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Splitting the Pizza


Apple underwent a 7-1 stock split last night, such that shares that traded at $645 yesterday opened this morning at $92. Much of the media coverage took a playful tone, e.g., "Don't freak out. Here's why Apple's stock is below $100." I was particularly intrigued by the brief story on today's NPR Morning Edition. As the host explained, it's not that Apple is worth less, just that Apple's total market capitalization is being divided into a larger number of shares. "It's like a pizza. If you cut it into 8 slices instead of 6, you don't get a larger pizza, just smaller slices."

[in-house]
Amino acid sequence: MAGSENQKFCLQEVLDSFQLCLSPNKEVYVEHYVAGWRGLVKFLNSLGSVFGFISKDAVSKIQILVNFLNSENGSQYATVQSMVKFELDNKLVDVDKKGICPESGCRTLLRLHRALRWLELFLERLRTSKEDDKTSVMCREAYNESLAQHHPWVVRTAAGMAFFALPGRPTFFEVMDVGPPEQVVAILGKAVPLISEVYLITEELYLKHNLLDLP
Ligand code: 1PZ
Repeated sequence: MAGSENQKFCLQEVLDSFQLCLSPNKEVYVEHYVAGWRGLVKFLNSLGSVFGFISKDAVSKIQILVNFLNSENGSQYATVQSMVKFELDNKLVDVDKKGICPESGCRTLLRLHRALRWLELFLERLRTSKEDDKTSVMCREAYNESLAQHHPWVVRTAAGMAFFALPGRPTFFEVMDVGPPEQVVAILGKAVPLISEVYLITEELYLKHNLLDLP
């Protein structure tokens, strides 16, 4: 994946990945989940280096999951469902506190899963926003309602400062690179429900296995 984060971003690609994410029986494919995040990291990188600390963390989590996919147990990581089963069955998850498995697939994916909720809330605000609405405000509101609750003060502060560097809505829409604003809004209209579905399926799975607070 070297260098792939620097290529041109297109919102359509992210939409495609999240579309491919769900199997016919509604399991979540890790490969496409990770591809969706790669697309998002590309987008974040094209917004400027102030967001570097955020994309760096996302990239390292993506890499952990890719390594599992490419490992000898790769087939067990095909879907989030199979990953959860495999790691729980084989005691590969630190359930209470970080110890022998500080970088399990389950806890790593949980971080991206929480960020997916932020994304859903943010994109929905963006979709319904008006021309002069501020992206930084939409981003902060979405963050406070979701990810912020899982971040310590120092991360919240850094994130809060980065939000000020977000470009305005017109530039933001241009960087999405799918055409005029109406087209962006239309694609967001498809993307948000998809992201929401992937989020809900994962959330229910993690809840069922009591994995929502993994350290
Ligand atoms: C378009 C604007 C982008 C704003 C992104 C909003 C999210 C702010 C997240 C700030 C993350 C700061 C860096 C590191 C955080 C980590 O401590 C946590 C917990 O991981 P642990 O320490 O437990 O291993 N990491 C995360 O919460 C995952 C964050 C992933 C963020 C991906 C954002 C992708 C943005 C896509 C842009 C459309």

How ironic, coming from a news outlet that embraces fully the naive, sophomoric, "vulgar Keynesianism" that dominates today's economic policy discussions. NPR's researchers, writers, hosts, and guests are 100% convinced that dividing the economy's stock of real wealth by a larger number of paper tickets gives us, well, more real wealth!

Peter G. Klein is Carl Menger Research Fellow of the Mises Institute and W. W. Caruth Chair and Professor of Entrepreneurship at Baylor University's Hankamer School of Business.

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